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Hail to The Victor

Dan Wetzel
Yahoo Sports

ANN ARBOR, Mich. – Right hand gripping the Big Ten Championship trophy, tears of joy still trickling out of bloodshot eyes, John Navarre knew he was striking a conflicting pose as a Michigan quarterback.

Trophies you are supposed to hold here. Tears you are supposed to hold back.

"In the Michigan State locker room [after a win earlier this month] I was crying like a baby [also]," Navarre said on Saturday after leading his Wolverines to a 35-21 victory over archrival Ohio State. "And my teammates made fun of me."

Of course they did. Who didn't make fun of Navarre, in some way, these last few years as he alternately starred and stumbled in one of the most high-profile, high-pressure jobs in sports?

Fans grew frustrated with what they perceived as his inability to win the big game. Media repeatedly questioned his legacy and ability. Opponents confidently expected him to fold in the end.

Well this was the end. Senior year. Ohio State. League title on the line. And there was Navarre, standing strong and tall, hailed as a valiant victor at last.

He is tied for throwing the most touchdown passes (71) in Michigan history. He is second in total wins (31). He is a good student and a better person, the leader and the best. But until Saturday, he was never The Man here.

Navarre had done everything but enough. Going 21 of 32 for 278 yards and two touchdowns against the vaunted Buckeye defense finally did it.

"He was unbelievable," U of M coach Lloyd Carr said. "And he had a 95-yard touchdown called back. Add that to his numbers. Unbelievable. Against that defense? ..."

Carr was referring to a menacing group of Buckeyes who had taken their team to the brink of another national title despite the fact there was no 'O' in Ohio State this season. The Buckeye defense had allowed an average of 11.5 points, 50.5 yards rushing and 225.5 yards passing on the season entering Saturday's game. They had made a habit of scoring on their own.

On Saturday, Ohio State's defense was supposed to stop the run and force Navarre to beat the fourth-ranked Buckeyes in the air.

The plan fell apart on both fronts.

Michigan running back Chris Perry was the true offensive star of game, gaining 154 yards on the ground, 55 as a receiver and scoring twice. But for drama, for redemption, for achieving the sweetest win of them all, this was Navarre's game.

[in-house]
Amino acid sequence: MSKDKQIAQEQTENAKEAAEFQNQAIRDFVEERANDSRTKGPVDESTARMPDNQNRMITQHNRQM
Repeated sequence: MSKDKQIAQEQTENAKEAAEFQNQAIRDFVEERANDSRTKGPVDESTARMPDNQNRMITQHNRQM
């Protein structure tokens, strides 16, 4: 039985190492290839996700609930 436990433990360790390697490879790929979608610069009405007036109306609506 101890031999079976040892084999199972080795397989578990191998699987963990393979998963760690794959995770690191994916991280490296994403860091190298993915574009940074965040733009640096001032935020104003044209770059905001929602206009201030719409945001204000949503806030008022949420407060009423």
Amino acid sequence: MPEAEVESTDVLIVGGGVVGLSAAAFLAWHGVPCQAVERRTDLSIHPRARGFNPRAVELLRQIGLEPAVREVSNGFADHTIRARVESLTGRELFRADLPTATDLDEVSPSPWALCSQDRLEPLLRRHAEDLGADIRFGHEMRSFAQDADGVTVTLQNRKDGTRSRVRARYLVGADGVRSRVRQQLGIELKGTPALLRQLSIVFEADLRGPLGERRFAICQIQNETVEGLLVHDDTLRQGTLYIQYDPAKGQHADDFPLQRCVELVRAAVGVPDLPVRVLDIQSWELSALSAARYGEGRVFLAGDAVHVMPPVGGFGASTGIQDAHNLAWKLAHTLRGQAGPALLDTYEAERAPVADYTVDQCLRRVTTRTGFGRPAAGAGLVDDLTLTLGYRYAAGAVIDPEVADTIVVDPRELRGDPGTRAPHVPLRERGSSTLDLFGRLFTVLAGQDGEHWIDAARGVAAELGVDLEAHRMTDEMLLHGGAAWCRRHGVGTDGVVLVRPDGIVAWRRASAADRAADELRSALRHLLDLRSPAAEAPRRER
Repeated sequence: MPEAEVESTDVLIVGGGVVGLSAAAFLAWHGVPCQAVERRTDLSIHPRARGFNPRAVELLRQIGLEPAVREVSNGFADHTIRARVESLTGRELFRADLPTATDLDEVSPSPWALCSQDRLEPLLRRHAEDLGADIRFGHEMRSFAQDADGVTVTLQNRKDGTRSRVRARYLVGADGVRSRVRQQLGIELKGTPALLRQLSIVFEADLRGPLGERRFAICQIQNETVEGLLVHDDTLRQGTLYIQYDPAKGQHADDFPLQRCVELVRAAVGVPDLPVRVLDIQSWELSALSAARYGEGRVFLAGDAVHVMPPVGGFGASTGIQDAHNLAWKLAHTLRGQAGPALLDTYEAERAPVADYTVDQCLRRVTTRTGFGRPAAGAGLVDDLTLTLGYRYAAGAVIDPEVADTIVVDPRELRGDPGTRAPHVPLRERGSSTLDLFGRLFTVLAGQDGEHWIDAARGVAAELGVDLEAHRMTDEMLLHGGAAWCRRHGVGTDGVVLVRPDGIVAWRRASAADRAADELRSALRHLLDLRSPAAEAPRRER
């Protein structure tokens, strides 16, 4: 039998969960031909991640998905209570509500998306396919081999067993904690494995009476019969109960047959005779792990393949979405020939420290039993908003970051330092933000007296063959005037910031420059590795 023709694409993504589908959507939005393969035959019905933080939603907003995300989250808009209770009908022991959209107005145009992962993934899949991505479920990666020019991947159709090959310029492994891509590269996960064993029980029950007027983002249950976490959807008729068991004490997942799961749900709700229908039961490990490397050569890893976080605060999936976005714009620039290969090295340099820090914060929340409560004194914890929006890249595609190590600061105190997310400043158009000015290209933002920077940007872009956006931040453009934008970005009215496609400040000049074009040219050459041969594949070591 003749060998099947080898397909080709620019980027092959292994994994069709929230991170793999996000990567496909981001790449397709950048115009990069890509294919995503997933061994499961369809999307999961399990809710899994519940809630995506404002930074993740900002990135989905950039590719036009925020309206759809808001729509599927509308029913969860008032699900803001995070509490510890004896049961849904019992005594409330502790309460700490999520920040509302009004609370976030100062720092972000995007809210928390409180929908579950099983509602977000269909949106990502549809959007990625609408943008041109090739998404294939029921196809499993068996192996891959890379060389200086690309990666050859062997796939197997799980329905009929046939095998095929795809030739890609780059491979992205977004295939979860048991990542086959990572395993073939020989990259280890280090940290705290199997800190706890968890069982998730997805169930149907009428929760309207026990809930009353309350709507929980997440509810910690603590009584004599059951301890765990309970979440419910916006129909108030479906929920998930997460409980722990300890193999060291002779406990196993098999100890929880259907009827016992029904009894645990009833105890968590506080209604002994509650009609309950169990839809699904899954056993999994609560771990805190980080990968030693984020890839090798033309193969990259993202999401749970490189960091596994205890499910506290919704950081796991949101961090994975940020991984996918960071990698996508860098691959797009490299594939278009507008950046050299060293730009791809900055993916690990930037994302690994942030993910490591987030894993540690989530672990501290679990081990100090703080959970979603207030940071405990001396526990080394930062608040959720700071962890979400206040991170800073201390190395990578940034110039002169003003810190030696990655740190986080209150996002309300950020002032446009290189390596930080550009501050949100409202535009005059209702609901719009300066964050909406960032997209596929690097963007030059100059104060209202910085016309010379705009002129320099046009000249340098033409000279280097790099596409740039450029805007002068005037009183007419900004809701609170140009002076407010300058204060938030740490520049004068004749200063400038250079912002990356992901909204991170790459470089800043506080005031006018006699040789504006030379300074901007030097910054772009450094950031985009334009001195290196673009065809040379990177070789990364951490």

Navarre spent the week hearing about how his career was going to be defined by this game. He got chewed up on talk radio. He was grilled on message boards.

" I thought it was BS," Navarre said of the focus on this one game. "I felt established already. But the reality was, I was going to be defined by this game."

He wound up writing a hell of a definition.

And it wasn't just about skill, but about character. It wasn't just about tight spirals and on-target deep balls, but about performing under pressure.

"I have no problem with criticism," Carr said. "If you come to Michigan and play in this arena [it's expected]. I'm talking about people who went overboard. Who wrote and said things about this kid and tried to embarrass him, humiliate him and degrade him. Some of those things were absolutely despicable.

"He is an unbelievable human being the way he handled all the things that were said about him and written about him. I can't say enough."

From Carr's perspective, there could be no question about legacy or ability.

"Make no mistake about it,"Carr said. "At Michigan it is Michigan State, Notre Dame and Ohio State – and he was the winning quarterback in all three [games]. I've had some incredible quarterbacks here and John Navarre is one of them."

He is, he is. The Wolverines are 10-2 and headed to at least the Rose Bowl. But Navarre's legacy is not just about the games. It will include the class and conviction with which he handled himself during his days here. At programs this big, the line between college kid and public figure blurs quickly.

But Saturday was about Navarre celebrating with the student body on the 20-yard line, and hugging his family outside Michigan Stadium. It was about a player not afraid to hold a trophy in one hand and wipe his tears with the other.

It was about the vindication of The Victor.

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